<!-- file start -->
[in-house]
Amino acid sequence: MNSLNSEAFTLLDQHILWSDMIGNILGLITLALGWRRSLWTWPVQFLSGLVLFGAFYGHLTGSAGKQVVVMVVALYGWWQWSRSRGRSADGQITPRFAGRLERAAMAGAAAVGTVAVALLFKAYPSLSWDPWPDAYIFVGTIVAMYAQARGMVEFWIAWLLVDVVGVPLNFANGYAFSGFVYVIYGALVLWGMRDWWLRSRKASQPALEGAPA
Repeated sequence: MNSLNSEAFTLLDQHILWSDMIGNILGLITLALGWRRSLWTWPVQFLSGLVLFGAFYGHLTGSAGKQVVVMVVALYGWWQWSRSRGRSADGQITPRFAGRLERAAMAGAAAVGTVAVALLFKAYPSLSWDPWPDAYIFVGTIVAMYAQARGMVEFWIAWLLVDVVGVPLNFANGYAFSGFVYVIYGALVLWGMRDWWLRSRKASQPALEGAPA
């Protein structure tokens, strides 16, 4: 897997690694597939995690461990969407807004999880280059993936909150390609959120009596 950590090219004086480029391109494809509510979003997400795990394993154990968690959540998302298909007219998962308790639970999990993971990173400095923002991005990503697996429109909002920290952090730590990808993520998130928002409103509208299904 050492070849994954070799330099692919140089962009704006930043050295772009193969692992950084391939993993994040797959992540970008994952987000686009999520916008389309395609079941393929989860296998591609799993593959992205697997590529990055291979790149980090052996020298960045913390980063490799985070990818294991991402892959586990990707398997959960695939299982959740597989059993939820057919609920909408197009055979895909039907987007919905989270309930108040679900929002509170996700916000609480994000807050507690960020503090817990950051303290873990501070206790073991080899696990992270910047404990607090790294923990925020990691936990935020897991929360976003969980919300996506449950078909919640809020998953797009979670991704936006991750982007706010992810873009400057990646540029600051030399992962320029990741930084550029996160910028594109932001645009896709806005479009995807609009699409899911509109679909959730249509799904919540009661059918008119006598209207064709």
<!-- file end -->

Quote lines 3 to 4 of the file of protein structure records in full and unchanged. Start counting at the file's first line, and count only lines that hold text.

Repeated sequence: MNSLNSEAFTLLDQHILWSDMIGNILGLITLALGWRRSLWTWPVQFLSGLVLFGAFYGHLTGSAGKQVVVMVVALYGWWQWSRSRGRSADGQITPRFAGRLERAAMAGAAAVGTVAVALLFKAYPSLSWDPWPDAYIFVGTIVAMYAQARGMVEFWIAWLLVDVVGVPLNFANGYAFSGFVYVIYGALVLWGMRDWWLRSRKASQPALEGAPA
């Protein structure tokens, strides 16, 4: 897997690694597939995690461990969407807004999880280059993936909150390609959120009596 950590090219004086480029391109494809509510979003997400795990394993154990968690959540998302298909007219998962308790639970999990993971990173400095923002991005990503697996429109909002920290952090730590990808993520998130928002409103509208299904 050492070849994954070799330099692919140089962009704006930043050295772009193969692992950084391939993993994040797959992540970008994952987000686009999520916008389309395609079941393929989860296998591609799993593959992205697997590529990055291979790149980090052996020298960045913390980063490799985070990818294991991402892959586990990707398997959960695939299982959740597989059993939820057919609920909408197009055979895909039907987007919905989270309930108040679900929002509170996700916000609480994000807050507690960020503090817990950051303290873990501070206790073991080899696990992270910047404990607090790294923990925020990691936990935020897991929360976003969980919300996506449950078909919640809020998953797009979670991704936006991750982007706010992810873009400057990646540029600051030399992962320029990741930084550029996160910028594109932001645009896709806005479009995807609009699409899911509109679909959730249509799904919540009661059918008119006598209207064709």